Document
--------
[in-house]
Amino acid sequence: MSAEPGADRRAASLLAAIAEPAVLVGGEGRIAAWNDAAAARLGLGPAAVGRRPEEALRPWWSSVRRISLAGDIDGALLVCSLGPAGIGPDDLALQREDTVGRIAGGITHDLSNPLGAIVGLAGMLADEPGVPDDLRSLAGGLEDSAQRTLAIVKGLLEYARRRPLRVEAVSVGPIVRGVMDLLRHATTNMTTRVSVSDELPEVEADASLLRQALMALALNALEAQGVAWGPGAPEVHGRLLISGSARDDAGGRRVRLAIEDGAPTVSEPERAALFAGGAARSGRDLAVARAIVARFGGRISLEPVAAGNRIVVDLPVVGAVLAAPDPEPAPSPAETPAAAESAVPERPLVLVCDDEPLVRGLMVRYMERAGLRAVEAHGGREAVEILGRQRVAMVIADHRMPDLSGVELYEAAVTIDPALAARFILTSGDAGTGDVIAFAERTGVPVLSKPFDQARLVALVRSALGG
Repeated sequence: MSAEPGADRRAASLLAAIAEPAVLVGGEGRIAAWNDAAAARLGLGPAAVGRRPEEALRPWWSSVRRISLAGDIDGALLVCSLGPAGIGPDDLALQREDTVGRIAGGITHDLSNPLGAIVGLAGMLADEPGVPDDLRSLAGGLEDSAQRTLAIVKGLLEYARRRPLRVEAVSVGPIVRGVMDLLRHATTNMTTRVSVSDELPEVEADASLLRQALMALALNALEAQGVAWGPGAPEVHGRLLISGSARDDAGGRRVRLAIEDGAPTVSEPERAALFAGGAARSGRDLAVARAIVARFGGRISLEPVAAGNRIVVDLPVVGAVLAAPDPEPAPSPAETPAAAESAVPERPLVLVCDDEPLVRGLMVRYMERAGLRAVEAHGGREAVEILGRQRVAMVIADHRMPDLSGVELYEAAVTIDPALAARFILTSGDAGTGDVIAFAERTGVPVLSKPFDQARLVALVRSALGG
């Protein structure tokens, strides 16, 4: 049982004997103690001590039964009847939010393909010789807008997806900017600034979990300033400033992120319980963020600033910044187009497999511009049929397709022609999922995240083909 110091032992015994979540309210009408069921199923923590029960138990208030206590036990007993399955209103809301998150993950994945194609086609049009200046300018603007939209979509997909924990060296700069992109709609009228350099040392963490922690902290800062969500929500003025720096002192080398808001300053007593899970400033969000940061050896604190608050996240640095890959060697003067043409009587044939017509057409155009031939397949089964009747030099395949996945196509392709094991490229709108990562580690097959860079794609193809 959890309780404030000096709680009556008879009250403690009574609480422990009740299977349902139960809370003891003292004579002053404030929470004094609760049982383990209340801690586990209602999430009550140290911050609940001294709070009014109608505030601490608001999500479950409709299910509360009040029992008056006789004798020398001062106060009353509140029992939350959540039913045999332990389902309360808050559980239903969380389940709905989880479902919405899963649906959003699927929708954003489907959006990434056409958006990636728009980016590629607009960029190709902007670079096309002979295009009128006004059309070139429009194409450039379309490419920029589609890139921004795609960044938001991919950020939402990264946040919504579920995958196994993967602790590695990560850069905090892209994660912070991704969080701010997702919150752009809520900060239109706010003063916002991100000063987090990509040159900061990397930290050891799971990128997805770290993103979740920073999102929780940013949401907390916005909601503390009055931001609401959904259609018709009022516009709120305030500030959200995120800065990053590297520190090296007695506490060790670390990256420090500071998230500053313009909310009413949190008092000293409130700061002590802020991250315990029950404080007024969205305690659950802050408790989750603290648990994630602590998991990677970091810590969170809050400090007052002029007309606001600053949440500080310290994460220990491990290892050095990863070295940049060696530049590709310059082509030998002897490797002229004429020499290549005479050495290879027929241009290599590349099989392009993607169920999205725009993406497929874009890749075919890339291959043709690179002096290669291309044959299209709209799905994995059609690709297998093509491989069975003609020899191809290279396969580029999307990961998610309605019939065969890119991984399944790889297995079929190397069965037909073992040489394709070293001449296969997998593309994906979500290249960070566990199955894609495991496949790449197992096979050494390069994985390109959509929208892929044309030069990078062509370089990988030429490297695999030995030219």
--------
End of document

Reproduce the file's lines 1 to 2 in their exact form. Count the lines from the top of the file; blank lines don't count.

[in-house]
Amino acid sequence: MSAEPGADRRAASLLAAIAEPAVLVGGEGRIAAWNDAAAARLGLGPAAVGRRPEEALRPWWSSVRRISLAGDIDGALLVCSLGPAGIGPDDLALQREDTVGRIAGGITHDLSNPLGAIVGLAGMLADEPGVPDDLRSLAGGLEDSAQRTLAIVKGLLEYARRRPLRVEAVSVGPIVRGVMDLLRHATTNMTTRVSVSDELPEVEADASLLRQALMALALNALEAQGVAWGPGAPEVHGRLLISGSARDDAGGRRVRLAIEDGAPTVSEPERAALFAGGAARSGRDLAVARAIVARFGGRISLEPVAAGNRIVVDLPVVGAVLAAPDPEPAPSPAETPAAAESAVPERPLVLVCDDEPLVRGLMVRYMERAGLRAVEAHGGREAVEILGRQRVAMVIADHRMPDLSGVELYEAAVTIDPALAARFILTSGDAGTGDVIAFAERTGVPVLSKPFDQARLVALVRSALGG